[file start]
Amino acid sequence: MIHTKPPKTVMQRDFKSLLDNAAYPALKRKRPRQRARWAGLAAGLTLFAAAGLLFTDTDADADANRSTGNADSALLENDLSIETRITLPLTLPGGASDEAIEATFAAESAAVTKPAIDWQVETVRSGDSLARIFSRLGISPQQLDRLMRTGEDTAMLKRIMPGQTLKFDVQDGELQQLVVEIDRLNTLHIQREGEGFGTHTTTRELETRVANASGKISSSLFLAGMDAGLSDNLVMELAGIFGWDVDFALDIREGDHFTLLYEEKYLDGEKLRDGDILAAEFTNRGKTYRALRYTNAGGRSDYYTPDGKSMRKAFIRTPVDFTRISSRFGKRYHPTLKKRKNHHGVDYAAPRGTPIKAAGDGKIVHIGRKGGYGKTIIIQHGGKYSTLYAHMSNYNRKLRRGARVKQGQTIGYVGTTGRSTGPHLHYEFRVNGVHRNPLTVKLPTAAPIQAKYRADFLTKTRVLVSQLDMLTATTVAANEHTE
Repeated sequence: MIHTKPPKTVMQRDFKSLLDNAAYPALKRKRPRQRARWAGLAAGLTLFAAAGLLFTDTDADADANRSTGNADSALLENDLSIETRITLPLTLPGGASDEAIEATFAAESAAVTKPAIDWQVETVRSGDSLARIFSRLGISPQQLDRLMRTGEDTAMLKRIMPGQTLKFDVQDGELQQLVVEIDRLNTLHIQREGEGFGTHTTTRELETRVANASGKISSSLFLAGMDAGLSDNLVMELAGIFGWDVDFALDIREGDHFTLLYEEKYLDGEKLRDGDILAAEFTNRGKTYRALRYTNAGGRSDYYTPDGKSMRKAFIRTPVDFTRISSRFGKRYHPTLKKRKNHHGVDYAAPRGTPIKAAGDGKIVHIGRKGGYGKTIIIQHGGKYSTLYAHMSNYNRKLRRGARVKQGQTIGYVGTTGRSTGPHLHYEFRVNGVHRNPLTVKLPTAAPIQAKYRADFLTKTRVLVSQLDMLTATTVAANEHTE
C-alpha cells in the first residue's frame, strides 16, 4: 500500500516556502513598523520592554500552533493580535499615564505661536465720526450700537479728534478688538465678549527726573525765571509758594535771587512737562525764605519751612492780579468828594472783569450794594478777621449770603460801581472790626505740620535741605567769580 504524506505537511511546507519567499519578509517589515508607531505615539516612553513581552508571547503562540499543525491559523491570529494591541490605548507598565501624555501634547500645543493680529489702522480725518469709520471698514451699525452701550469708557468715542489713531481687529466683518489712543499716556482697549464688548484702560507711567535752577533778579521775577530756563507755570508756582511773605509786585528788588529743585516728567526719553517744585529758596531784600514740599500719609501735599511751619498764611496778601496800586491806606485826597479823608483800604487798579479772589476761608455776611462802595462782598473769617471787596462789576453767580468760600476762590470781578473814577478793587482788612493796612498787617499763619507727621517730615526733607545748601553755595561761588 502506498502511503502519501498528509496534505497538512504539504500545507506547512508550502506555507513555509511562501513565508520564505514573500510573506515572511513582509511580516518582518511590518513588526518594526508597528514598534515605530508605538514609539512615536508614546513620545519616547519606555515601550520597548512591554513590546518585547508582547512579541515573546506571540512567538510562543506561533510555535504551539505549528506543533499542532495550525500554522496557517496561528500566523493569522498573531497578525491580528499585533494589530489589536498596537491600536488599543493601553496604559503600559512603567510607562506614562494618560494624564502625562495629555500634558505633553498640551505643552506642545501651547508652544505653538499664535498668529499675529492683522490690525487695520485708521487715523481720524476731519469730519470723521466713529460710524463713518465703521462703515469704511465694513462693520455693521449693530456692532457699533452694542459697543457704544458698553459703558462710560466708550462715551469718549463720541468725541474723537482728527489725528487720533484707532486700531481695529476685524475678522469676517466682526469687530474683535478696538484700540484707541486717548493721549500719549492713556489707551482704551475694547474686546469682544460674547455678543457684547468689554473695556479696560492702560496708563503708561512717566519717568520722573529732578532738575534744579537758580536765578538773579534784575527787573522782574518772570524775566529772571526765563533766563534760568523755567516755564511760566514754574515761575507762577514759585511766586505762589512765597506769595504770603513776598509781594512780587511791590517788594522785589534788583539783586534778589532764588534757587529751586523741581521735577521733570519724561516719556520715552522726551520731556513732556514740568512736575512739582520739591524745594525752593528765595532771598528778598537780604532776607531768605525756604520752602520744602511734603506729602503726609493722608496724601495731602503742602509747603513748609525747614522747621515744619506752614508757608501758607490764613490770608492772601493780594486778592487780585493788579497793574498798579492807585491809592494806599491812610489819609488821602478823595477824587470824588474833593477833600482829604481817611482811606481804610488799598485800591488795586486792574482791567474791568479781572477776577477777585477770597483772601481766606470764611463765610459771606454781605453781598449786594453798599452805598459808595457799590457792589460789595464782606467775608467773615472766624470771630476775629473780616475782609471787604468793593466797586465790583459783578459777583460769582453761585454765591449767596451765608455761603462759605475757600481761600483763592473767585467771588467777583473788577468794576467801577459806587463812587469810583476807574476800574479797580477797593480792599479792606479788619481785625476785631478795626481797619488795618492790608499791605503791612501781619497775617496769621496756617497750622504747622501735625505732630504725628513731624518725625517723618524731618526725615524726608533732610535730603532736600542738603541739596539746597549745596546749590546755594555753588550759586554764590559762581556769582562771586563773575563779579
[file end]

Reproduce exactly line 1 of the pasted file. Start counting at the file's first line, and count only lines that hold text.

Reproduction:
Amino acid sequence: MIHTKPPKTVMQRDFKSLLDNAAYPALKRKRPRQRARWAGLAAGLTLFAAAGLLFTDTDADADANRSTGNADSALLENDLSIETRITLPLTLPGGASDEAIEATFAAESAAVTKPAIDWQVETVRSGDSLARIFSRLGISPQQLDRLMRTGEDTAMLKRIMPGQTLKFDVQDGELQQLVVEIDRLNTLHIQREGEGFGTHTTTRELETRVANASGKISSSLFLAGMDAGLSDNLVMELAGIFGWDVDFALDIREGDHFTLLYEEKYLDGEKLRDGDILAAEFTNRGKTYRALRYTNAGGRSDYYTPDGKSMRKAFIRTPVDFTRISSRFGKRYHPTLKKRKNHHGVDYAAPRGTPIKAAGDGKIVHIGRKGGYGKTIIIQHGGKYSTLYAHMSNYNRKLRRGARVKQGQTIGYVGTTGRSTGPHLHYEFRVNGVHRNPLTVKLPTAAPIQAKYRADFLTKTRVLVSQLDMLTATTVAANEHTE